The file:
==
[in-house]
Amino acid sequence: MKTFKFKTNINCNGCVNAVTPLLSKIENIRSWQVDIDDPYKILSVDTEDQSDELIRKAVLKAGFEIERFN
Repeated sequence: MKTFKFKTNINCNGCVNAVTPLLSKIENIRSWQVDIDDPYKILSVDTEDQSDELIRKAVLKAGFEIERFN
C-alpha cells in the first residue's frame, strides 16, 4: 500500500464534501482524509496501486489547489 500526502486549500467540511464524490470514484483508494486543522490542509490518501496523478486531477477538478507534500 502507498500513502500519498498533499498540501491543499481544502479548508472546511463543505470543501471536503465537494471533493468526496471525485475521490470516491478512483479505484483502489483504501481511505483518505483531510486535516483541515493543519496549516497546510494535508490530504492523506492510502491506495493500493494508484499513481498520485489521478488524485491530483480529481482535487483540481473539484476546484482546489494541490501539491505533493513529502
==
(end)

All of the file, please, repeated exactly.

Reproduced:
[in-house]
Amino acid sequence: MKTFKFKTNINCNGCVNAVTPLLSKIENIRSWQVDIDDPYKILSVDTEDQSDELIRKAVLKAGFEIERFN
Repeated sequence: MKTFKFKTNINCNGCVNAVTPLLSKIENIRSWQVDIDDPYKILSVDTEDQSDELIRKAVLKAGFEIERFN
C-alpha cells in the first residue's frame, strides 16, 4: 500500500464534501482524509496501486489547489 500526502486549500467540511464524490470514484483508494486543522490542509490518501496523478486531477477538478507534500 502507498500513502500519498498533499498540501491543499481544502479548508472546511463543505470543501471536503465537494471533493468526496471525485475521490470516491478512483479505484483502489483504501481511505483518505483531510486535516483541515493543519496549516497546510494535508490530504492523506492510502491506495493500493494508484499513481498520485489521478488524485491530483480529481482535487483540481473539484476546484482546489494541490501539491505533493513529502